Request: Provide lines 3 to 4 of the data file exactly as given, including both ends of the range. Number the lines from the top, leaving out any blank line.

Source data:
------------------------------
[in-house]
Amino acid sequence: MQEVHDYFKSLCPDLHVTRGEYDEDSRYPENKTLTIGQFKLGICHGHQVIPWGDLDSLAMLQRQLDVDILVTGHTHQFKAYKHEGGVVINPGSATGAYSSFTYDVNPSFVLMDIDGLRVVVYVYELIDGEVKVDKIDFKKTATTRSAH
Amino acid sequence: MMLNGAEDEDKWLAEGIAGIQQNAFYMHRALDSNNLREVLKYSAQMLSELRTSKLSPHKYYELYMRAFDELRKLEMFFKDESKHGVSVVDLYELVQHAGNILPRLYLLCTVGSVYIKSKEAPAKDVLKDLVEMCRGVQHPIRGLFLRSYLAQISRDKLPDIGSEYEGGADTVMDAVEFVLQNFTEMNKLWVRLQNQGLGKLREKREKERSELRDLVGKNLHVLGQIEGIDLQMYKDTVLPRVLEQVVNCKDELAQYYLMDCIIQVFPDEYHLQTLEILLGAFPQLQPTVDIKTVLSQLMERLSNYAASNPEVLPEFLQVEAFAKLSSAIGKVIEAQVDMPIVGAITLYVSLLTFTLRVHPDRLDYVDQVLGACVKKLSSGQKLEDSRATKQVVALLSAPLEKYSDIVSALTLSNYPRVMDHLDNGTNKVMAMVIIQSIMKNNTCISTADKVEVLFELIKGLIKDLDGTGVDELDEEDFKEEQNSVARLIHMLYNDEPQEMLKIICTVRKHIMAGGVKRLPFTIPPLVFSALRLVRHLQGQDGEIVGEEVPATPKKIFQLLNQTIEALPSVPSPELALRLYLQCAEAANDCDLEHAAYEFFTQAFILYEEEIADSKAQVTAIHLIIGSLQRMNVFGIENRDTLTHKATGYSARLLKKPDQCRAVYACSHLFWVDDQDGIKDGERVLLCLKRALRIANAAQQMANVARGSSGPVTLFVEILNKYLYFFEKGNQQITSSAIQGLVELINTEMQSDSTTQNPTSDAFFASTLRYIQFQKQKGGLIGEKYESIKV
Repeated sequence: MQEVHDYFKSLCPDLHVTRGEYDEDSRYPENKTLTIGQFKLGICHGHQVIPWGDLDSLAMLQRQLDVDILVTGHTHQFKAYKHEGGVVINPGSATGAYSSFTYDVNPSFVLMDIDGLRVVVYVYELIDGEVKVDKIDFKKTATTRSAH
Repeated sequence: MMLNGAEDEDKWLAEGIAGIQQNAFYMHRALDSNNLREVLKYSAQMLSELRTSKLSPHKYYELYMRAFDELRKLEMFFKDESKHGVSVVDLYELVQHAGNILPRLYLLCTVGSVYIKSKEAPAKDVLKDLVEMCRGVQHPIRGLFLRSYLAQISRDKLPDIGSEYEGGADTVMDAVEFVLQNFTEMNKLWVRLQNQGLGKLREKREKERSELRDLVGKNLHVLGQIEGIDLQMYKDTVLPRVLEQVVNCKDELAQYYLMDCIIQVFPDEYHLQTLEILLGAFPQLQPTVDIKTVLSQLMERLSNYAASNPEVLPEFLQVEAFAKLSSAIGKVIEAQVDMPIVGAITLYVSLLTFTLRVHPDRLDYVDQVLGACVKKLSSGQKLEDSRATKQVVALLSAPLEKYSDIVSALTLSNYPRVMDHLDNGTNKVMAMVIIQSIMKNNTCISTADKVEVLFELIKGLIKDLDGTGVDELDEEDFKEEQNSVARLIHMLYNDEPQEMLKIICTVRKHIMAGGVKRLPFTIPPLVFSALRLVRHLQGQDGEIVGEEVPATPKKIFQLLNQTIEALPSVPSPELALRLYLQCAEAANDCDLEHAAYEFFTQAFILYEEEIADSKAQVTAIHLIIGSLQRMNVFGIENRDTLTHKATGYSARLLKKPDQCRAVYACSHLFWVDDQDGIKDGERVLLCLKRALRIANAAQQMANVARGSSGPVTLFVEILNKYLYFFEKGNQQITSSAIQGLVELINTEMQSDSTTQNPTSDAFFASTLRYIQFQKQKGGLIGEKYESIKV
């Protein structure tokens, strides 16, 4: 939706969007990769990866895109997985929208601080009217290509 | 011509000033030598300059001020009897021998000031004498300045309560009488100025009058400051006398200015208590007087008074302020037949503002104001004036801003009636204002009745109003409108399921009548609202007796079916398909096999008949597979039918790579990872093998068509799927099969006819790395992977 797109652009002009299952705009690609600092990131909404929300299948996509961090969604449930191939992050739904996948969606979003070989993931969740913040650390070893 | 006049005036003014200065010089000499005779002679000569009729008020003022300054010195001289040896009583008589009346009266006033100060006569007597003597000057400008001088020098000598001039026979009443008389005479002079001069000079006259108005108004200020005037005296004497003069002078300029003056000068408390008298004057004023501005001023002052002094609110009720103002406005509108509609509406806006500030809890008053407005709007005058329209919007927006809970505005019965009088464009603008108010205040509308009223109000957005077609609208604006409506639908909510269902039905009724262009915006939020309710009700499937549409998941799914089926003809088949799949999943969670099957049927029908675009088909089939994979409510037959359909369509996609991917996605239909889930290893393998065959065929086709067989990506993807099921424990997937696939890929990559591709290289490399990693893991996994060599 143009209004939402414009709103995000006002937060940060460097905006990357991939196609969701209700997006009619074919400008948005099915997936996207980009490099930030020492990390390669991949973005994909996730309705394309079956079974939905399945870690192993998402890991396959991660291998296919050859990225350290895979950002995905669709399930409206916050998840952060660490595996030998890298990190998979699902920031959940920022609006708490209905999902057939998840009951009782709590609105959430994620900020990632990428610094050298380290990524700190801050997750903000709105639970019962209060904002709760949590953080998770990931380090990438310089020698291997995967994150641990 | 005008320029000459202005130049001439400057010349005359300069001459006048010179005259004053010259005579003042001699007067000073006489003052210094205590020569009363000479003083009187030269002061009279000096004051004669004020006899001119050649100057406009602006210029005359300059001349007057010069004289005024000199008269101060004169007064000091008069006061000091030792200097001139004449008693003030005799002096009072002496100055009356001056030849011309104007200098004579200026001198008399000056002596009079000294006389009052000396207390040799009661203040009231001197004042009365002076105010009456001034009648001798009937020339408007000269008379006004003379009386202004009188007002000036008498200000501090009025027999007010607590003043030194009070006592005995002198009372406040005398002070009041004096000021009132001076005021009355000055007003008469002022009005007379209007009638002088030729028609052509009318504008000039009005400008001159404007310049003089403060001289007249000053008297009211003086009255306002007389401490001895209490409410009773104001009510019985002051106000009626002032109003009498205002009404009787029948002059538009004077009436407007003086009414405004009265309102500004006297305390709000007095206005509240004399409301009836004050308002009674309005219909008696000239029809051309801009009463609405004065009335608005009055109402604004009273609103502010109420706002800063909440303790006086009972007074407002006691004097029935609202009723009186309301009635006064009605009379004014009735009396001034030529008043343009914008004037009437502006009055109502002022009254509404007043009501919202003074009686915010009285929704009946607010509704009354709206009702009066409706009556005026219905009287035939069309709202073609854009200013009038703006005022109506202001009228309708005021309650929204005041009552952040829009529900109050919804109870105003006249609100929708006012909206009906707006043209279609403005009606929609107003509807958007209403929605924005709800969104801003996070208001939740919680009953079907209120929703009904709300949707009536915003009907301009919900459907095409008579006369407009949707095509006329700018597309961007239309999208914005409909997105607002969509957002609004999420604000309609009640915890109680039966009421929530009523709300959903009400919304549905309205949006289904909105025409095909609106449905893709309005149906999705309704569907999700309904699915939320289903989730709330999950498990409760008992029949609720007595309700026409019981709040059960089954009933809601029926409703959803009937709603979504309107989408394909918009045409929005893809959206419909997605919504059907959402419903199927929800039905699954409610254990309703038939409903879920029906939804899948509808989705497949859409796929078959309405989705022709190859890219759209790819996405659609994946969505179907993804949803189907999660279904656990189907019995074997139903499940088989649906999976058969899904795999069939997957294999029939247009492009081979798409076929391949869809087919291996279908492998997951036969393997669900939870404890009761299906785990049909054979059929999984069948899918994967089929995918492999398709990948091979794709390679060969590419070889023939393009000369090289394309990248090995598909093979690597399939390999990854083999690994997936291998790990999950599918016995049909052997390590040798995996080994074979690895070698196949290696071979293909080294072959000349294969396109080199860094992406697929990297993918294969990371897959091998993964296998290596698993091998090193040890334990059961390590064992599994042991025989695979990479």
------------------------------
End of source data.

Amino acid sequence: MMLNGAEDEDKWLAEGIAGIQQNAFYMHRALDSNNLREVLKYSAQMLSELRTSKLSPHKYYELYMRAFDELRKLEMFFKDESKHGVSVVDLYELVQHAGNILPRLYLLCTVGSVYIKSKEAPAKDVLKDLVEMCRGVQHPIRGLFLRSYLAQISRDKLPDIGSEYEGGADTVMDAVEFVLQNFTEMNKLWVRLQNQGLGKLREKREKERSELRDLVGKNLHVLGQIEGIDLQMYKDTVLPRVLEQVVNCKDELAQYYLMDCIIQVFPDEYHLQTLEILLGAFPQLQPTVDIKTVLSQLMERLSNYAASNPEVLPEFLQVEAFAKLSSAIGKVIEAQVDMPIVGAITLYVSLLTFTLRVHPDRLDYVDQVLGACVKKLSSGQKLEDSRATKQVVALLSAPLEKYSDIVSALTLSNYPRVMDHLDNGTNKVMAMVIIQSIMKNNTCISTADKVEVLFELIKGLIKDLDGTGVDELDEEDFKEEQNSVARLIHMLYNDEPQEMLKIICTVRKHIMAGGVKRLPFTIPPLVFSALRLVRHLQGQDGEIVGEEVPATPKKIFQLLNQTIEALPSVPSPELALRLYLQCAEAANDCDLEHAAYEFFTQAFILYEEEIADSKAQVTAIHLIIGSLQRMNVFGIENRDTLTHKATGYSARLLKKPDQCRAVYACSHLFWVDDQDGIKDGERVLLCLKRALRIANAAQQMANVARGSSGPVTLFVEILNKYLYFFEKGNQQITSSAIQGLVELINTEMQSDSTTQNPTSDAFFASTLRYIQFQKQKGGLIGEKYESIKV
Repeated sequence: MQEVHDYFKSLCPDLHVTRGEYDEDSRYPENKTLTIGQFKLGICHGHQVIPWGDLDSLAMLQRQLDVDILVTGHTHQFKAYKHEGGVVINPGSATGAYSSFTYDVNPSFVLMDIDGLRVVVYVYELIDGEVKVDKIDFKKTATTRSAH